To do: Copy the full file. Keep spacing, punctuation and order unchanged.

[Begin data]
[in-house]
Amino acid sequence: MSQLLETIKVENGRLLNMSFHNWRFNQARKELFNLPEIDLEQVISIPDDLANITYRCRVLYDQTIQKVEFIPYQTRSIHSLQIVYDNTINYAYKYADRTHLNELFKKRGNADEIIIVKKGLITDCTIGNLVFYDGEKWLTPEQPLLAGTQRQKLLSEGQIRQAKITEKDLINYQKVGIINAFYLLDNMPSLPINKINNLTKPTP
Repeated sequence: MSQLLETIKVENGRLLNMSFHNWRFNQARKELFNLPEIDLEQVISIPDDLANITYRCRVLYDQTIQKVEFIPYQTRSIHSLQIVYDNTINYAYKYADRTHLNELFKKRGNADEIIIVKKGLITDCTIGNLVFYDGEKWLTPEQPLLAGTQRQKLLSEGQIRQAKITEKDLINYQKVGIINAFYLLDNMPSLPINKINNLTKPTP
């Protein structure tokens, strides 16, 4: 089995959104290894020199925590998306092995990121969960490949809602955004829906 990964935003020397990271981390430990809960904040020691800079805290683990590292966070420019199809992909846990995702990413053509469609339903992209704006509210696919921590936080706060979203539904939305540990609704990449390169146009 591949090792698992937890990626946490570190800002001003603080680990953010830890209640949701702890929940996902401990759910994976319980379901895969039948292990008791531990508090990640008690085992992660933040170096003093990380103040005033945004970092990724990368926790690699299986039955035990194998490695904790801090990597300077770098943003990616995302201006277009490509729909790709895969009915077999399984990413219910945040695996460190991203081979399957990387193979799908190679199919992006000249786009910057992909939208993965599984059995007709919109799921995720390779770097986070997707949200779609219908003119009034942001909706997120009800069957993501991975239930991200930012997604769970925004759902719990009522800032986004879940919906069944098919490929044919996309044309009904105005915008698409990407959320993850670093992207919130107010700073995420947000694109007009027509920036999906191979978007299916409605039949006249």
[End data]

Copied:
[in-house]
Amino acid sequence: MSQLLETIKVENGRLLNMSFHNWRFNQARKELFNLPEIDLEQVISIPDDLANITYRCRVLYDQTIQKVEFIPYQTRSIHSLQIVYDNTINYAYKYADRTHLNELFKKRGNADEIIIVKKGLITDCTIGNLVFYDGEKWLTPEQPLLAGTQRQKLLSEGQIRQAKITEKDLINYQKVGIINAFYLLDNMPSLPINKINNLTKPTP
Repeated sequence: MSQLLETIKVENGRLLNMSFHNWRFNQARKELFNLPEIDLEQVISIPDDLANITYRCRVLYDQTIQKVEFIPYQTRSIHSLQIVYDNTINYAYKYADRTHLNELFKKRGNADEIIIVKKGLITDCTIGNLVFYDGEKWLTPEQPLLAGTQRQKLLSEGQIRQAKITEKDLINYQKVGIINAFYLLDNMPSLPINKINNLTKPTP
């Protein structure tokens, strides 16, 4: 089995959104290894020199925590998306092995990121969960490949809602955004829906 990964935003020397990271981390430990809960904040020691800079805290683990590292966070420019199809992909846990995702990413053509469609339903992209704006509210696919921590936080706060979203539904939305540990609704990449390169146009 591949090792698992937890990626946490570190800002001003603080680990953010830890209640949701702890929940996902401990759910994976319980379901895969039948292990008791531990508090990640008690085992992660933040170096003093990380103040005033945004970092990724990368926790690699299986039955035990194998490695904790801090990597300077770098943003990616995302201006277009490509729909790709895969009915077999399984990413219910945040695996460190991203081979399957990387193979799908190679199919992006000249786009910057992909939208993965599984059995007709919109799921995720390779770097986070997707949200779609219908003119009034942001909706997120009800069957993501991975239930991200930012997604769970925004759902719990009522800032986004879940919906069944098919490929044919996309044309009904105005915008698409990407959320993850670093992207919130107010700073995420947000694109007009027509920036999906191979978007299916409605039949006249």